THIS WEEK The SF’s Ken Fletcher looks at three estate car choices likely to appeal to a wide range of buyers. But they range from the run-of-the-mill Honda Civic to a Ford pretender to the snobbier brands and the downright scary Skoda vRS load lugger.

The luxury ‘pretender’

FORD has some pretty good cars in its inventory and it’s not the first time that I’ve likened the quality of the likes of its Mondeo with a similar-sized BMW.

But, it seems, the design gurus at the blue oval’s head office must have been listening and decided to take the notion of a luxury Ford one giant leap forward.

With the company’s credentials lying firmly in the principles of the Model T Ford way back in the 1920s – pile ‘em high and sell ‘em cheap – there might, indeed be some skirling going on in the last resting place of one Henry Ford when the Vignale brand appeared for the first time on what is essentially a Ford with lofty aspirations.

Further removal of his ennui from within his incarceration would be the news that the estate will cost customers more than £32k with the ‘big’ version of the engine.

But, this is no ordinary Ford. The Vignale version of the Mondeo has a major selling point. It is an all-options-included vehicle that has more kit in it that you can shake a stick at, plus some nifty detailing and dealer benefits.

While prices start at £29,045 for a 185bhp hybrid model, the new 207bhp 2.0-litre bi-turbo diesel takes that up to £31,000, with the estate adding £1250 and all-wheel drive a further £1500.

It’s a pretty good stab at luxury too, with a comfortable cabin, leather seats, well laid out instruments and hot and cold blowing seats! But, is it that far removed from Ford’s top-of-the-range Titanium X spec’? – I’m inclined to think not, admirable as all the extras are and great as the massage from the seats was.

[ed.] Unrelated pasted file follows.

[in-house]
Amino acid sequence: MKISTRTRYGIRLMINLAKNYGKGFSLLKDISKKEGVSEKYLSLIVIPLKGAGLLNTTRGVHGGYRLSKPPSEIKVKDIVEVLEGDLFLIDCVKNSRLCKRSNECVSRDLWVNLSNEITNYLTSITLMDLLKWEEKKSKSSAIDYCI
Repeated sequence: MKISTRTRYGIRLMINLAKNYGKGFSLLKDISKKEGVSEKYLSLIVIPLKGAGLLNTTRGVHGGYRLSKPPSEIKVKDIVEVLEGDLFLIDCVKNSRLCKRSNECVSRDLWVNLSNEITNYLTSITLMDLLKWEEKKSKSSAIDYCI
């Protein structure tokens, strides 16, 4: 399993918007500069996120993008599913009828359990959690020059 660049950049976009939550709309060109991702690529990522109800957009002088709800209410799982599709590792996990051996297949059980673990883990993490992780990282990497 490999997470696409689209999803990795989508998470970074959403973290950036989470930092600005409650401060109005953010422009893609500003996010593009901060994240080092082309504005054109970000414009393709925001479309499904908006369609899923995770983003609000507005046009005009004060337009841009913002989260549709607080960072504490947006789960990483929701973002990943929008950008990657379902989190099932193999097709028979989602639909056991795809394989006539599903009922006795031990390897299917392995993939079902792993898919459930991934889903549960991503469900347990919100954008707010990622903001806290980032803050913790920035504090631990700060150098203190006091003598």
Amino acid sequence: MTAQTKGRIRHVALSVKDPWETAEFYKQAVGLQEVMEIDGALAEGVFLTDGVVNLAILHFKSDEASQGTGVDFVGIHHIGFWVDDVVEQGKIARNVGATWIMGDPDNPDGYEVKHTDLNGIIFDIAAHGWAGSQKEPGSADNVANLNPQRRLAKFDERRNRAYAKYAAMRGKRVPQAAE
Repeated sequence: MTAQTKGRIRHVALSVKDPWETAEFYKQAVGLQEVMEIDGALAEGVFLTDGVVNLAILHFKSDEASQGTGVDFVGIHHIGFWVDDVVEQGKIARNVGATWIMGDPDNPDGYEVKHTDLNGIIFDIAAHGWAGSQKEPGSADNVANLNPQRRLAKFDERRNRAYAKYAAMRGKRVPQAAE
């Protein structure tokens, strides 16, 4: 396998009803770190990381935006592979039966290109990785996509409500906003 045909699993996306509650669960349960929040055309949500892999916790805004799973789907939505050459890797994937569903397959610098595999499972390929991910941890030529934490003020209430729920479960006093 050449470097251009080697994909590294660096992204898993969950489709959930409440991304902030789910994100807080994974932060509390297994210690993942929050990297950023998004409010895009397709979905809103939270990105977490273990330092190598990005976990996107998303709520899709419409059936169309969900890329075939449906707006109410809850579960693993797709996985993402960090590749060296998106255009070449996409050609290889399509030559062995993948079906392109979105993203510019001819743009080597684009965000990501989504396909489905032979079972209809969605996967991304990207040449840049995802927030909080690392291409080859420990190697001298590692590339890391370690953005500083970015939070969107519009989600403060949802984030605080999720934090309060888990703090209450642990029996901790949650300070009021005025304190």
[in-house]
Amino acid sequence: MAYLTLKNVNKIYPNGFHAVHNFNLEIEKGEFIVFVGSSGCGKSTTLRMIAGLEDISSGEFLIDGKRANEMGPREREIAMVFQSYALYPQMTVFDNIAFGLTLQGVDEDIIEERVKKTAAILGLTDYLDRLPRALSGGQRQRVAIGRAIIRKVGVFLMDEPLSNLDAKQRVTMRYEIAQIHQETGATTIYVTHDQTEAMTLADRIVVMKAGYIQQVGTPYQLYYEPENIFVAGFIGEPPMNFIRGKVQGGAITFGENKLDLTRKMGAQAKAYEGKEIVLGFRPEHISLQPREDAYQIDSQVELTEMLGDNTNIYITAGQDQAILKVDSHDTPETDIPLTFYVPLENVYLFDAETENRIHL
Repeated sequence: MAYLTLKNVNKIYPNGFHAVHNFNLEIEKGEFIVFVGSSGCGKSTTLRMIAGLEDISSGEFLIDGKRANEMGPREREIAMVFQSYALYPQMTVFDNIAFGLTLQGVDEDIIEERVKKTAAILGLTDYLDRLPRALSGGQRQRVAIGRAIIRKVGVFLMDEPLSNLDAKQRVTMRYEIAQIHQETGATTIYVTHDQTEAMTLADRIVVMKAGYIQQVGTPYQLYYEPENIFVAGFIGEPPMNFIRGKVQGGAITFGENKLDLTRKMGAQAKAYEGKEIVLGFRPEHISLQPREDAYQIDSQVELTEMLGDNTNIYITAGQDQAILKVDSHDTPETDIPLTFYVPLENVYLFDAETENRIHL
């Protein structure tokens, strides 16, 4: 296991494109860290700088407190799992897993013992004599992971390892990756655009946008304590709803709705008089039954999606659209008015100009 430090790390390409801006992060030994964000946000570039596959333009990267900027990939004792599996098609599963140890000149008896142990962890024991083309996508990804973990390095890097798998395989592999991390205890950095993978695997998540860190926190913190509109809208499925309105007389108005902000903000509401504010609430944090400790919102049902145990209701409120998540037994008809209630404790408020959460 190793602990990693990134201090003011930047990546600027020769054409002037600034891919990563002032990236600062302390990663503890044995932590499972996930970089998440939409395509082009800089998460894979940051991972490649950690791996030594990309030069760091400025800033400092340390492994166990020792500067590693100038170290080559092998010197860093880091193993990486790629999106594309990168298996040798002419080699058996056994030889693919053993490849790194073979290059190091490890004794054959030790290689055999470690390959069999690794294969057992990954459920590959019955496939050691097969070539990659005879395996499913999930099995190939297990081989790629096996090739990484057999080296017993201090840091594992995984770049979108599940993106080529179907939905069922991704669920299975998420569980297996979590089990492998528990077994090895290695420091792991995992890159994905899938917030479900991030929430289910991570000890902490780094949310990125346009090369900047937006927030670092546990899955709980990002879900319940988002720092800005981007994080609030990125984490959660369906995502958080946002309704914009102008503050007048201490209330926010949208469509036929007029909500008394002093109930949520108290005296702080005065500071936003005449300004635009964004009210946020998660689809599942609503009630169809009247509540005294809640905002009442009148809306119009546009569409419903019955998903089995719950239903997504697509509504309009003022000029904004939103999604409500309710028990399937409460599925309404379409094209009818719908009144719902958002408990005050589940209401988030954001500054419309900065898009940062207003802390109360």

Basically, it boils down to a £5k premium over the ‘normal’ Mondeo top spec’ and I’m not sure it’s going to be worth that.

However, this is a seriously good motor car and there are a lot of premium-branded motors out there which will not come up to the standard of the Mondeo, Vignale or not.

Other selling points include the impressive two-litre bi-turbo engine, as tested in its 207bhp form, which is expected to be the top seller.

At first, there didn’t appear to be a rush of torque, but a quick switch to sports mode in the auto’ box changed all that. This turned it into an effortless cruiser, but with oomph where needed to overtake on the winding roads that can make a journey to Wales such a chore.

The ratings say it can do the 0-62mph run in a tad more than eight seconds. You’d be hard pushed, though, to know that there was any turmoil going on under the bonnet as the Vignale spec’ includes some pretty serious noise damping, including acoustic glass and some teccie stuff that counters engine noise by pumping soothing sound waves through the car’s speakers.

The driving experience is enhanced by a wide range of electronic aids, the best of which is the automatic feature which allows you to set your cruise control, but only let you come within a certain distance of the car in front. It takes away the need to brake and then hit the switch again into cruise, removing the drudgery that average speed cameras engender.

As standard, there’s also a reversing camera, LED headlamps and an easy to use sat-nav.

A workhorse

WHEN’S an estate car not an estate ... when it’s a Tourer, dummy!

However, while Honda’s Civic might be a Tourer to them it’s an estate to me. And quite a good little workhorse it is too.

Famous for creating space in cars where others can only follow, Honda has managed it with the Civic by adding nine inches to the rear end, compared to the standard hatch-back.